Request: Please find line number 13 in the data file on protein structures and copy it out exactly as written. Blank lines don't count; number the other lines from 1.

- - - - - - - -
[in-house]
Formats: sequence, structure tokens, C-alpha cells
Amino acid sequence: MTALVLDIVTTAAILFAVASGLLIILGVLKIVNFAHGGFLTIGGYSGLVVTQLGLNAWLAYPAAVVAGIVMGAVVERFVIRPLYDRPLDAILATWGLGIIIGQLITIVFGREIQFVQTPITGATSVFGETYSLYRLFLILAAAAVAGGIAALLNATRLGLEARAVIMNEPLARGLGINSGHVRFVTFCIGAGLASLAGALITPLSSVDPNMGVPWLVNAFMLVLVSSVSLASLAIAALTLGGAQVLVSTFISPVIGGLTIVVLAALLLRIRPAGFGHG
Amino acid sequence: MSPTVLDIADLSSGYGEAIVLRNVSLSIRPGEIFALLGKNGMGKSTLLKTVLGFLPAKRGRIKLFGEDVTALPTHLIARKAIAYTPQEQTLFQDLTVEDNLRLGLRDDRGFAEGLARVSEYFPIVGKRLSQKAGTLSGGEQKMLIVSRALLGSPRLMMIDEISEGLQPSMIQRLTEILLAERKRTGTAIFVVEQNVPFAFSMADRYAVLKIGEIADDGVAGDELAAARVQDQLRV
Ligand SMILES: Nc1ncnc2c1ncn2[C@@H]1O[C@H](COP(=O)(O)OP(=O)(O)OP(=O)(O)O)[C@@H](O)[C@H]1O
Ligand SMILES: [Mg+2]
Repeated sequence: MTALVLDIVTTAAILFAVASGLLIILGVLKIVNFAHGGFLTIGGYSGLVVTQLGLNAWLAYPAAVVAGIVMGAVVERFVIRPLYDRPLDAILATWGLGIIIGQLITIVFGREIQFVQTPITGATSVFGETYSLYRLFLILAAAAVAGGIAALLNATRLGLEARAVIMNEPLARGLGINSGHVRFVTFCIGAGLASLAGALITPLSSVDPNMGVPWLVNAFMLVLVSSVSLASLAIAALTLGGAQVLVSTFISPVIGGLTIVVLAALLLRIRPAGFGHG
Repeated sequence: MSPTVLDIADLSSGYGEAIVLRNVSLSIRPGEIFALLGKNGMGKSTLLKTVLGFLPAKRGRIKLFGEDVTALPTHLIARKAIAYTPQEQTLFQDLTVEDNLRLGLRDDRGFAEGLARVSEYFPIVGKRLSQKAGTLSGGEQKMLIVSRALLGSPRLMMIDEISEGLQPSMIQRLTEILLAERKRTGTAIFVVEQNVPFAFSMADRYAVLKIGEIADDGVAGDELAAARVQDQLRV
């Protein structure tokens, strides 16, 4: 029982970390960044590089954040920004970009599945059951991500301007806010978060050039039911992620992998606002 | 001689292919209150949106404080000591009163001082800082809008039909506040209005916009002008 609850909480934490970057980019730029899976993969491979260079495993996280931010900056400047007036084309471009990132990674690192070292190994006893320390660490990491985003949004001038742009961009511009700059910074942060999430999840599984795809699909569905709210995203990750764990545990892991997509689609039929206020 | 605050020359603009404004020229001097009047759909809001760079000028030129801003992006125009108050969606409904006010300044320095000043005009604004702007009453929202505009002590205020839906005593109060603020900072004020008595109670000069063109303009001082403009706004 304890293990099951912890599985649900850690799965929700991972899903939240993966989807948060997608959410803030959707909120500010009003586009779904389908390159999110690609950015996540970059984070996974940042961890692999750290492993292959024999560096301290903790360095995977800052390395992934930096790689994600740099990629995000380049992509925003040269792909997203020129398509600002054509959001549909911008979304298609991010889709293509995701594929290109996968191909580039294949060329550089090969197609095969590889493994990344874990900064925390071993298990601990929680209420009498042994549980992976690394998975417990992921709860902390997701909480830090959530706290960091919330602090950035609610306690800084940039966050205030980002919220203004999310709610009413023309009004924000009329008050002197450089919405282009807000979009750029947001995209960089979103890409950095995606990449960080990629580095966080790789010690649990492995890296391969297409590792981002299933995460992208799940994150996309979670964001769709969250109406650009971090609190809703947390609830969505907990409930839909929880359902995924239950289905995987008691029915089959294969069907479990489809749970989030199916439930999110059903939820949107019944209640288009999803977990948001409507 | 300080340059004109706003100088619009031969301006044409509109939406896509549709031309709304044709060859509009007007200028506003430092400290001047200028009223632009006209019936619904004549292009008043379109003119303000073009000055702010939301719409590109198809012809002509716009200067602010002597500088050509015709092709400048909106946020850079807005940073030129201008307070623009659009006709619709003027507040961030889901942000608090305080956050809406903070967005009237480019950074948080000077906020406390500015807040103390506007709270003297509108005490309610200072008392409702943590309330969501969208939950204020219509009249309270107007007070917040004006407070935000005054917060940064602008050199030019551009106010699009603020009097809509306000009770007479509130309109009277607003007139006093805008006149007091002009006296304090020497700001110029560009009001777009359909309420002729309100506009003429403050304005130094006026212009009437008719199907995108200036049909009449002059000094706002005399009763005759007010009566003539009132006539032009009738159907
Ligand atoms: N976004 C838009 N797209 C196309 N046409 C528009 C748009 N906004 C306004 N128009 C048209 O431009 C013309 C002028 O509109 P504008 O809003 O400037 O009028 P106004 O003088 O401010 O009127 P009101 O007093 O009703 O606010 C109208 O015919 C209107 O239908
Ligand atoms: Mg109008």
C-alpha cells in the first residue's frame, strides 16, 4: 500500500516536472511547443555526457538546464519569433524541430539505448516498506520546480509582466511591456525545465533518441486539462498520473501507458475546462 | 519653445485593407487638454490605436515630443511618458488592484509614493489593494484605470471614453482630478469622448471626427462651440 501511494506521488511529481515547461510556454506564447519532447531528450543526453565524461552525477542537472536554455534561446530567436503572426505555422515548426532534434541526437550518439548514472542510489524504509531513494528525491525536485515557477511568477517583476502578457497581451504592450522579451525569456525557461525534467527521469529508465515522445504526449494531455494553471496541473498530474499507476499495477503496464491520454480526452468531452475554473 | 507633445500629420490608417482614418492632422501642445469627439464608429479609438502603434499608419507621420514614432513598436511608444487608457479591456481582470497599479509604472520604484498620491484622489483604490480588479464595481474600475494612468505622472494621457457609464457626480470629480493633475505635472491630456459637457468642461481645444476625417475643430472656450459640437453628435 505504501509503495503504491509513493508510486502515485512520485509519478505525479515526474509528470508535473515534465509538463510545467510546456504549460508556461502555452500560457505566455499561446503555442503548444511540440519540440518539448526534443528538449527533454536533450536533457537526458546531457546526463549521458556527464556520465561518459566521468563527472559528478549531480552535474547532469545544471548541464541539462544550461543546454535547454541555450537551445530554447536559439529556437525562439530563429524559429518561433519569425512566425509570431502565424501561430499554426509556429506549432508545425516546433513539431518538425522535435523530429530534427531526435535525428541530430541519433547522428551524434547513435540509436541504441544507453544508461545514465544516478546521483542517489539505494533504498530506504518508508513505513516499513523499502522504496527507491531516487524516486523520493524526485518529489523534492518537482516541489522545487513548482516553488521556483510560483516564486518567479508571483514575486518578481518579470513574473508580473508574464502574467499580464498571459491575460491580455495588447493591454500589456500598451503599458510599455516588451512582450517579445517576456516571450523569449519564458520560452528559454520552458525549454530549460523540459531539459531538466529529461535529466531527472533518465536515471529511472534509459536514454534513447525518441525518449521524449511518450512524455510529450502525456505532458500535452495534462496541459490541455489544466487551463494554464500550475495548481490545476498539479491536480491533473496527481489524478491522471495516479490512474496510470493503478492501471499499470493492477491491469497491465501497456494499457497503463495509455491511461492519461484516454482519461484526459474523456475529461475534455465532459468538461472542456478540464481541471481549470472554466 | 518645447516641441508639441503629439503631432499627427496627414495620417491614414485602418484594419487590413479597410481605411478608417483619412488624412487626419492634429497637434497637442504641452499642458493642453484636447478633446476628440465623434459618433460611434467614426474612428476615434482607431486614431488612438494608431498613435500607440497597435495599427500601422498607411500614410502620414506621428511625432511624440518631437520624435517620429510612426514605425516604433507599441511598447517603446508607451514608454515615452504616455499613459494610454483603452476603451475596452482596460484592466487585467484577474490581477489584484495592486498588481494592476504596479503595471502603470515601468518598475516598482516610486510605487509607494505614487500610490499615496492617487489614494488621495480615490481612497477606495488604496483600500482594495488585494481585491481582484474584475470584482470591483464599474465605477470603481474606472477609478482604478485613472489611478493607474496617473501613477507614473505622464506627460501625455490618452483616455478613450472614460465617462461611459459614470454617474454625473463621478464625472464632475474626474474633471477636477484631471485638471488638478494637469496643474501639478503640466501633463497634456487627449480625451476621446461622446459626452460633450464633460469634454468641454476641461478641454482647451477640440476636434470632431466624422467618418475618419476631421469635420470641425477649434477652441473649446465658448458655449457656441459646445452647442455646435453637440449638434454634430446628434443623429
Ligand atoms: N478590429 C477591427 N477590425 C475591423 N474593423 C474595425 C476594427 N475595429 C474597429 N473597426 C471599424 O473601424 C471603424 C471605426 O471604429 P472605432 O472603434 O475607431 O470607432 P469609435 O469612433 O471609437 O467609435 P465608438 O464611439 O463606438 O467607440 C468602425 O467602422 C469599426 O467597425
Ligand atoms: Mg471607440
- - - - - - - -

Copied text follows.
Ligand atoms: N478590429 C477591427 N477590425 C475591423 N474593423 C474595425 C476594427 N475595429 C474597429 N473597426 C471599424 O473601424 C471603424 C471605426 O471604429 P472605432 O472603434 O475607431 O470607432 P469609435 O469612433 O471609437 O467609435 P465608438 O464611439 O463606438 O467607440 C468602425 O467602422 C469599426 O467597425